World agriculture cumulatively produces enough to feed the whole human population and more, yet hundreds of millions of people on the planet are hungry due to problems of access to food. Noting that agricultural productivity is unevenly distributed around the globe, this book chapter proposes food security through ecological intensification in areas with low productivity and higher rates of hunger. This strategy runs counter to a dominant narrative that agricultural productivity even in high-input, high-yielding farming systems in industrialized countries should increase to fight world hunger. Rather, these authors posit, developed countries should adopt ecological intensification to maintain existing high levels of productivity by replacing synthetic and high-tech inputs with practices enlisting ecosystem services.
In the most productive and industrialised areas of the world the concept of ‘more with less’ is certainly engaging but rather utopic, as these agricultural systems operate mostly beyond their physical and economic efﬁciencies already. It is hard to get ‘more’ from these systems and this should not be a priority from a global food security perspective, as such production does not contribute to alleviate hunger in the poorest regions of the world. The greatest contribution to humanity from the most productive and industrialised areas of the world would be to maintain current productivity using less inputs of non-renewable resources and reducing their huge environmental impact; in other words, producing “the same with less” [Tittonell 2016: 23].
To illustrate the point that best practices are context specific, the authors describe a variety of approaches to ecological intensification undertaken in various parts of the world. In Uruguay, ranchers help preserve ecologically important, biodiverse grasslands by changing their grazing practices to enhance pasture and livestock productivity with no external inputs. In addition to revitalizing the grasslands, ranchers increased their incomes, allowing them to stay in business and preserve the grassland rather than selling it for conversion to crop production.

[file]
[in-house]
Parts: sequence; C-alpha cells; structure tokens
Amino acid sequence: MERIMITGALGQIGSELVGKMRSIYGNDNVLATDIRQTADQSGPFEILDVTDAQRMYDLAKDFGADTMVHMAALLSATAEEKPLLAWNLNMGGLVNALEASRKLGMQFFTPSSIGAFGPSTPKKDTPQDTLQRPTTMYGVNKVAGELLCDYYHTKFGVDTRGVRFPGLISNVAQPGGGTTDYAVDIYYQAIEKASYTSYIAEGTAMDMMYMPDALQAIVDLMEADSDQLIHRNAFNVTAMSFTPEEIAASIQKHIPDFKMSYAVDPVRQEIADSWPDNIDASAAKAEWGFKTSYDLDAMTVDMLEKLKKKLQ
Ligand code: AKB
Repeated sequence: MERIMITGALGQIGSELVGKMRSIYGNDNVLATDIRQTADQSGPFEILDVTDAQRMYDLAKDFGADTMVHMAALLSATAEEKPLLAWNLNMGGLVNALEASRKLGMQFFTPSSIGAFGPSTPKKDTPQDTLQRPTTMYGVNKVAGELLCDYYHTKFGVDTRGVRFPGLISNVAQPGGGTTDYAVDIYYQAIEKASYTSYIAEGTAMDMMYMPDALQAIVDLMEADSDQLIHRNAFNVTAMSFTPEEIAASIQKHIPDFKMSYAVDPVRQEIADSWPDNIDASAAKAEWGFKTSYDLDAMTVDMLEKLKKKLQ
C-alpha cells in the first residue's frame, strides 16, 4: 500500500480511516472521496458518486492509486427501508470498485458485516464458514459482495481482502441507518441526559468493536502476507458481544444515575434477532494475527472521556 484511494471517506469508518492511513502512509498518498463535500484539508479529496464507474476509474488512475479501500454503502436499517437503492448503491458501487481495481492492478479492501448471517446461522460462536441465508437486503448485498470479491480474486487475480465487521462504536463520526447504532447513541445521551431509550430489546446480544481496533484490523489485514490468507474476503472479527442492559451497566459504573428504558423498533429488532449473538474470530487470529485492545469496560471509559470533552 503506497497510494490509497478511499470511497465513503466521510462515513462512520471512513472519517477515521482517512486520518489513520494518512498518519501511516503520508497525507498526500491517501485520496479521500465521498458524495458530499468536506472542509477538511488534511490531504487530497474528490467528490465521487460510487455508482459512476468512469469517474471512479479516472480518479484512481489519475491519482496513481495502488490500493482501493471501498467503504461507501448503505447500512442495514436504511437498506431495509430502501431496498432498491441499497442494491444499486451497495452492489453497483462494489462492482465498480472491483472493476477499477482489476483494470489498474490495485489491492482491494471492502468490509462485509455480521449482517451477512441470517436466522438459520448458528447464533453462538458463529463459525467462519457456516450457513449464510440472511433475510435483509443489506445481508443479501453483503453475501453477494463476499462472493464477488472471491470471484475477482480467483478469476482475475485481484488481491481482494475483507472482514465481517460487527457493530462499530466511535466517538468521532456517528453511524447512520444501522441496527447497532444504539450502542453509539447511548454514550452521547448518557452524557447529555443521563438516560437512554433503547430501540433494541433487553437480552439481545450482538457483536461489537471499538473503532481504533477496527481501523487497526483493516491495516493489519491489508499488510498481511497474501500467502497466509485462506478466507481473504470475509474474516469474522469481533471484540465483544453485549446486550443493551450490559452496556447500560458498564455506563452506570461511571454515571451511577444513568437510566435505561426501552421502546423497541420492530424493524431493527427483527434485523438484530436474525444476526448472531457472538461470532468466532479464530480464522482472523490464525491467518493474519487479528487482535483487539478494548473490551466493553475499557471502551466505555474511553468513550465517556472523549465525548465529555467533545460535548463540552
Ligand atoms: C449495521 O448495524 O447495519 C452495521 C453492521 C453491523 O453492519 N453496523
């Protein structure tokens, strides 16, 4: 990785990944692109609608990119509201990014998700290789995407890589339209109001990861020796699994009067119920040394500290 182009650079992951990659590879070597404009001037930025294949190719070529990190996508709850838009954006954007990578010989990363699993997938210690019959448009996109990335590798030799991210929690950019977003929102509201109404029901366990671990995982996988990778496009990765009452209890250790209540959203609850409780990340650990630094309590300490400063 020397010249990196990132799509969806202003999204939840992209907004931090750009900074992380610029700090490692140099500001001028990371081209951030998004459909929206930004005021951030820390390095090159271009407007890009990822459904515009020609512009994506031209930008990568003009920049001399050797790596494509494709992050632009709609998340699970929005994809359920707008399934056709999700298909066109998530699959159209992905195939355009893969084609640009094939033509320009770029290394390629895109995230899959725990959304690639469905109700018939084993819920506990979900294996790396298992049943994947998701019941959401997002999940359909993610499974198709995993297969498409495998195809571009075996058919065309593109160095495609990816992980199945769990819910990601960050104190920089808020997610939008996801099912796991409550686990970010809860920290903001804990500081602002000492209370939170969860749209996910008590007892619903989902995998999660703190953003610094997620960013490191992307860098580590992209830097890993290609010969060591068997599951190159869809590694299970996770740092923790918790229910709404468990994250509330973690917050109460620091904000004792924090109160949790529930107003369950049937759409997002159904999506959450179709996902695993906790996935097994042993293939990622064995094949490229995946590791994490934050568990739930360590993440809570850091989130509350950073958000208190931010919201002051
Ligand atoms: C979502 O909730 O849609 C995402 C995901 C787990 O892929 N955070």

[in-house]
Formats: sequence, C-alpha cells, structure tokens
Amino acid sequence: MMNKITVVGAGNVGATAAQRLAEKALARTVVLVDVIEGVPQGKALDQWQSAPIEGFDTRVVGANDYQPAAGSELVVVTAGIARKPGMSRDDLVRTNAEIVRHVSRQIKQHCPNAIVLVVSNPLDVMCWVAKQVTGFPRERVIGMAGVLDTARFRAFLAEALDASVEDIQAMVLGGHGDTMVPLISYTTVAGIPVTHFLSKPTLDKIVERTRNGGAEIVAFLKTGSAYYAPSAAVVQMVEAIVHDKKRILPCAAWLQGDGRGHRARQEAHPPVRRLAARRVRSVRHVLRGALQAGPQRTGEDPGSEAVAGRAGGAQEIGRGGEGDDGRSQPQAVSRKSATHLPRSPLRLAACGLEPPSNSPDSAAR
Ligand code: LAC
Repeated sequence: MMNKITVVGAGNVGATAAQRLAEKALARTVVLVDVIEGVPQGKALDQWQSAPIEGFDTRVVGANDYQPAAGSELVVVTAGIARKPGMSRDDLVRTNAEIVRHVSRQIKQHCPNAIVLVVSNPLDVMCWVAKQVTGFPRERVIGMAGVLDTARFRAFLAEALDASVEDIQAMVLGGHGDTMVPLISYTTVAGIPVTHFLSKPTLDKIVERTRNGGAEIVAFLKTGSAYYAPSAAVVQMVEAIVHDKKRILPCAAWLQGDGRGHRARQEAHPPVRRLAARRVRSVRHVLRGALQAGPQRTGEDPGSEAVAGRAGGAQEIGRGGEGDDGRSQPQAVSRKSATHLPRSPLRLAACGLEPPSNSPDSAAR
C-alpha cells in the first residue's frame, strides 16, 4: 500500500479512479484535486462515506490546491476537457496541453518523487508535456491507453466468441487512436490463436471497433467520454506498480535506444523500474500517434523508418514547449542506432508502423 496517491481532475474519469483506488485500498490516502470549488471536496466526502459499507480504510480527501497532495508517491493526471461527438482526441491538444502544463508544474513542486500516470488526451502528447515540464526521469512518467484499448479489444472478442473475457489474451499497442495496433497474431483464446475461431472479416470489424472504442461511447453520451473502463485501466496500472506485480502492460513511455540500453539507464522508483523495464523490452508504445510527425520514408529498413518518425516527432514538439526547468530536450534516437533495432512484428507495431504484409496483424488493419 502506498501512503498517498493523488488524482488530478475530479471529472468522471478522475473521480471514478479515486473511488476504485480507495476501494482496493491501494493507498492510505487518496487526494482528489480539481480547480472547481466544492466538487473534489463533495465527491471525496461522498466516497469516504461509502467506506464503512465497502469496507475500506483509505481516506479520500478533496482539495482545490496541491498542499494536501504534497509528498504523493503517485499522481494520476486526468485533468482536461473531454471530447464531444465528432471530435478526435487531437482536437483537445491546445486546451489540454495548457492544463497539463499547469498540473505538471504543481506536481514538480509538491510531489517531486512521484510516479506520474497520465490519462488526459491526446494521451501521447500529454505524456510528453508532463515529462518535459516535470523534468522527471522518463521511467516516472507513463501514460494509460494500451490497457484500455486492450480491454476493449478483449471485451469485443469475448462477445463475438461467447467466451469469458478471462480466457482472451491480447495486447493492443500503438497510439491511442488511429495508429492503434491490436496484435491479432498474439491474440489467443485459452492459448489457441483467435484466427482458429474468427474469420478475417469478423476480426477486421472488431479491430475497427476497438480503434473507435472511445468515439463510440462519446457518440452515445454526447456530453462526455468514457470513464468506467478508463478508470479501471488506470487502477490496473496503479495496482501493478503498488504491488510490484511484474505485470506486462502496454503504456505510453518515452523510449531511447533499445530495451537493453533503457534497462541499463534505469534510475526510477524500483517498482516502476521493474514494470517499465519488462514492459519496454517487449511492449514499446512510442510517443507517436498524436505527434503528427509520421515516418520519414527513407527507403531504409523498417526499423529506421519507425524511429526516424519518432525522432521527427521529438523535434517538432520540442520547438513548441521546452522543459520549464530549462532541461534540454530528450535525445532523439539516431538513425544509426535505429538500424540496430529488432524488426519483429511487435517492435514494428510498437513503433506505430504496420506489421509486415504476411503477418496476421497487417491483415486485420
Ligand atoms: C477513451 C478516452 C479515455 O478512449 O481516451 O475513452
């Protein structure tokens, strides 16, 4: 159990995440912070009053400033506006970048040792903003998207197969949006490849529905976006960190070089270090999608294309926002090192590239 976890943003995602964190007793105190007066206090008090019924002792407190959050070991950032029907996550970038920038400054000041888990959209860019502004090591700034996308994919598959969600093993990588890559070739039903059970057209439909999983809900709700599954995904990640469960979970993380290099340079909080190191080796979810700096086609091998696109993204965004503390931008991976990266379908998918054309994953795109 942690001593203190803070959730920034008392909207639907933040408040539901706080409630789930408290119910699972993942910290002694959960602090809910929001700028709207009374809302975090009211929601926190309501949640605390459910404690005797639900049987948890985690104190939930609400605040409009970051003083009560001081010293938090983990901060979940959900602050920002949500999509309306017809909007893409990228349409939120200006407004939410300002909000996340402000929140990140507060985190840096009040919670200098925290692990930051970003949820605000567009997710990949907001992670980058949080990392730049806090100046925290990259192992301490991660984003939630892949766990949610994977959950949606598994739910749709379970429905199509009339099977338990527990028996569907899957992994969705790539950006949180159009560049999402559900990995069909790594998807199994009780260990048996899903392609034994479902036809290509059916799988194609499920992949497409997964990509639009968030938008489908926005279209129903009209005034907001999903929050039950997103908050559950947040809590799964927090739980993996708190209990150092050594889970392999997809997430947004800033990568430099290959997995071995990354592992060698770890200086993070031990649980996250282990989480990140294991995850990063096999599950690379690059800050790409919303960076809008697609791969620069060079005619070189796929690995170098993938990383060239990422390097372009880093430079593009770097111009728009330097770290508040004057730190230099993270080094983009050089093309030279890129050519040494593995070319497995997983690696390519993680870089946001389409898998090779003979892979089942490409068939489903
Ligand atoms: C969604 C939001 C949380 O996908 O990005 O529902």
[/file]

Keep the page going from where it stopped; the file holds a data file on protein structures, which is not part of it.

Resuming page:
In Ethiopia, wheat productivity improves when grown under the canopy of Faidherbia albida, a prevalent local tree, which provides shade at critical moments of wheat development, increases moisture availability, and decreases the incidence of disease. “These beneﬁts were found to result in wheat producing 23% more grain and 24% more straw under the canopy of F. albida compared to sole wheat [Tittonell 2016: 12].”
The analysis of agricultural production systems that reproduce the ecological structure of the native savannah in the Ethiopian highlands showed that biodiversity should not only be seen as a ‘service’ from farming landscapes but rather as the basis for their functioning [Tittonell 2016: 22].
The authors call for the anchoring of ecological intensification of agriculture into social, cultural and policy structures. This could be done through local innovation, policy supporting such innovation, and through multi-stakeholder platforms for dialogue bringing together researchers, local, niche innovators, and actors representing the dominant food system.
Options for the ecological intensiﬁcation of agriculture can be inspired by the type of interactions between structures and functions that can be observed in nature, by the practical experience of local indigenous knowledge, and by combining these with the latest scientiﬁc knowledge and technologies. Ecological intensiﬁcation calls for a constant dialogue between the practical wisdom of farmers and our own scientiﬁc wisdom [Tittonell 2016: 25].
To accelerate change, grassroots movements should seek to influence policy toward acknowledging “diversity in development directions for the agricultural sector” [Tittonell 2016: 20].
Thus, as the private sector will continue to invest in patentable technologies – understandably – to reinforce their position in the current socio-technical regime, the key role of the public sector should be to reinforce the diversity of approaches, prioritizing alternative rather than mainstream technologies, creating favorable ‘openings’ in established socio-technical regimes, and embracing the complexity and the associated transaction costs of system innovation programs or what could be called ‘co-innovation systems’. In other words, investing in the creation and support of new niches rather than supporting technological ‘solutions’ that are already embedded in current regimes [Tittonell 2016: 25].
Tittonell, Pablo, et al., 2016, Chapter 1: Ecological Intensiﬁcation: Local Innovation to Address Global Challenges, Sustainable Agriculture Reviews 19, E. Lichtfouse (ed.), Springer International Publishing: Switzerland, http://library.wur.nl/WebQuery/wurpubs/504284.